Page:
Ahead of his meeting with US President Barack Obama, Pakistan Prime Minister Nawaz Sharif on Sunday sought US intervention in resolving the Kashmir issue.
"Though India did not want such (third party) intervention, but the world powers should get involved to resolve the (Kashmir) issue," he told reporters in London during a stopover while on his way to US wherein he will meet Obama on Wednesday.
"India and Pakistan both were nuclear powers and the region was a nuclear flash point," state-run APP news agency quoted the prime minister as saying.
Replying to a query on Kashmir, Sharif said during his US visit in July 1999 amid Kargil conflict, he had clearly told then President Bill Clinton that if the US intervened, Kashmir issue could be resolved.
"I told him if he spends 10% of the time he was spending on Middle East, the Kashmir issue between two countries would resolve," he said, adding that President Clinton promised, but then things changed.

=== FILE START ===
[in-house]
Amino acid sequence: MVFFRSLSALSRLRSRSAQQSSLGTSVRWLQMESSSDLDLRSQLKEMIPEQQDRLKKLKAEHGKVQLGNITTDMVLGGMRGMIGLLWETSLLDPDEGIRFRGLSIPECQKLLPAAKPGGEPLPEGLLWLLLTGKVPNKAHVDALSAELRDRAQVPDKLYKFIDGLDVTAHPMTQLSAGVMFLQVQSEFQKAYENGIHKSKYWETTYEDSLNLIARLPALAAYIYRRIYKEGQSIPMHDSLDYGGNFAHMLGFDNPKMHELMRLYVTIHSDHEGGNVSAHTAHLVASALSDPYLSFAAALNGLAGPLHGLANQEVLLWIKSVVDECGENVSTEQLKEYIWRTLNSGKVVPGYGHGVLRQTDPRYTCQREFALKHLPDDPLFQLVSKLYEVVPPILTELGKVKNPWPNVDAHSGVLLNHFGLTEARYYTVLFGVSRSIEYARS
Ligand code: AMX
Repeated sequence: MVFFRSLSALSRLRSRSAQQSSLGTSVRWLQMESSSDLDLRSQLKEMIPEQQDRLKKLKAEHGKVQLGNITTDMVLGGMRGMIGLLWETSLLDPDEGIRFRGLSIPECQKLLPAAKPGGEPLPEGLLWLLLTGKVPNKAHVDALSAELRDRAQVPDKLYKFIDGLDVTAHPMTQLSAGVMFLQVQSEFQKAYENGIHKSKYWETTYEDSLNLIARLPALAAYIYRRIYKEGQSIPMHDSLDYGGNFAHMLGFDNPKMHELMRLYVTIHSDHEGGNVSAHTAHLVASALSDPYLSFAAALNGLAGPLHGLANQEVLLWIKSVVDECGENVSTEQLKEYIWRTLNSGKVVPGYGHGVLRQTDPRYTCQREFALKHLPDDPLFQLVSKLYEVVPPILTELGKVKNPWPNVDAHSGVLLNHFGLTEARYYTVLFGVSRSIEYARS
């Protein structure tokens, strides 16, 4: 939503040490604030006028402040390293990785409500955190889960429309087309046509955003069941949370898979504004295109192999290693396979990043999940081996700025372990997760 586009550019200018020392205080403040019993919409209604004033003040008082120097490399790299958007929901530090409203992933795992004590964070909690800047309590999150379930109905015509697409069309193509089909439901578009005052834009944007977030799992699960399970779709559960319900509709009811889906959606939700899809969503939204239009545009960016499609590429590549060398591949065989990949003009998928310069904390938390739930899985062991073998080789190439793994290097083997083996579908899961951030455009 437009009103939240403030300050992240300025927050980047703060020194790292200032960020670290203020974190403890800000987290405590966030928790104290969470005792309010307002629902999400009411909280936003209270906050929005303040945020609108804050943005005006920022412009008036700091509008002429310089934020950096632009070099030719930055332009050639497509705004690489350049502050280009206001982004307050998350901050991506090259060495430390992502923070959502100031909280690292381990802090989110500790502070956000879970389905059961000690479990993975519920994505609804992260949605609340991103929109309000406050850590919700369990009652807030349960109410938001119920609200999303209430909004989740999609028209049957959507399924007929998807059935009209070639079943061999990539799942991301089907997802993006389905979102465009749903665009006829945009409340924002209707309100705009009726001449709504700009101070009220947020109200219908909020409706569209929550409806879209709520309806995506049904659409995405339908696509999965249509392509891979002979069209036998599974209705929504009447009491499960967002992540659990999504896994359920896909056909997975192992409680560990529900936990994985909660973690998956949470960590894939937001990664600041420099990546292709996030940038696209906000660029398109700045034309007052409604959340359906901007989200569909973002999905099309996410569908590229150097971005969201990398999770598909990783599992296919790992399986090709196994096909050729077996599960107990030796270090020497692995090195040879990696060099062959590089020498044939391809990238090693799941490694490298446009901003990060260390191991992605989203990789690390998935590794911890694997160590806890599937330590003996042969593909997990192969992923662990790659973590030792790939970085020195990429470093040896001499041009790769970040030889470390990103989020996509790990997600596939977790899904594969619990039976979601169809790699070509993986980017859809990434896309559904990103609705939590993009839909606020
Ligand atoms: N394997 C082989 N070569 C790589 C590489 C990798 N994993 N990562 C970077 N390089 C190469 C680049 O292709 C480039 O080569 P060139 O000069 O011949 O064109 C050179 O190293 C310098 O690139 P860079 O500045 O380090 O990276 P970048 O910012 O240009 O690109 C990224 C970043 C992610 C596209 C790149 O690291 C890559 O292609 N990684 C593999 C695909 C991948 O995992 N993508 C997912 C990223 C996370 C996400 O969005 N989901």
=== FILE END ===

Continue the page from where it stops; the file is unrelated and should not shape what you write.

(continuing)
Even though Pakistan is keen that US intervenes, Washington has repeatedly said that India and Pakistan should determine the "pace, scope and character" of their dialogue.
Sharif said for the last 60 years both sides were entangled in an arms race. "The situation can become dangerous. India has nuclear bomb, so do we; India develops missiles, so do we. There should be a limit to it. We all should think about it," he was quoted as saying.
The Prime Minister also said he will raise the issue of US drone strikes during his meeting with Obama.
"Pakistan raised its concern in UNGA meeting, and the world appreciated it. Again in my official visit to US I will reiterate the same message," he said.
Key bilateral issues besides the Afghan drawdown and Indo-Pak ties are likely to be discussed during his keenly awaited meeting with Obama.
This will be the first bilateral official visit of the Prime Minister to the US in his present term.
It is also the first official visit of a Pakistani Prime Minister to the US in 5 years. Sharif had visited New York last month but it was for the UN General Assembly.